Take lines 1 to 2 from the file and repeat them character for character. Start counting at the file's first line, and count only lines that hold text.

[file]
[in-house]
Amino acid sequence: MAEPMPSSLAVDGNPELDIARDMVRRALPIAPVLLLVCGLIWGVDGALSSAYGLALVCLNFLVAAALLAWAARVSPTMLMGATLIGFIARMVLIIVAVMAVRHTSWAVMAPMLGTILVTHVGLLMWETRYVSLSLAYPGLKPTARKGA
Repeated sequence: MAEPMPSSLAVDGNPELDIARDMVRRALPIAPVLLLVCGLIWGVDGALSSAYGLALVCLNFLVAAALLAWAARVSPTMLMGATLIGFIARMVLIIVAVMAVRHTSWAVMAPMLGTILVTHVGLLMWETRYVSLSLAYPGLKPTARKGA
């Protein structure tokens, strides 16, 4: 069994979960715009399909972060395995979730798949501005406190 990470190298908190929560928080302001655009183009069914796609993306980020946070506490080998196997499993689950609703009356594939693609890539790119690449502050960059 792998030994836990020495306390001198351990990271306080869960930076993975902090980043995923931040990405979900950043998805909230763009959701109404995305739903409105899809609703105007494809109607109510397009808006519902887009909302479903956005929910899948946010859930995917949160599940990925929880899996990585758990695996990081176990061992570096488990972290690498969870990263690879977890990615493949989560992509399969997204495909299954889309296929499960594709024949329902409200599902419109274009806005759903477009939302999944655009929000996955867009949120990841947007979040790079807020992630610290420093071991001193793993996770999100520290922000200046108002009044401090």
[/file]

[in-house]
Amino acid sequence: MAEPMPSSLAVDGNPELDIARDMVRRALPIAPVLLLVCGLIWGVDGALSSAYGLALVCLNFLVAAALLAWAARVSPTMLMGATLIGFIARMVLIIVAVMAVRHTSWAVMAPMLGTILVTHVGLLMWETRYVSLSLAYPGLKPTARKGA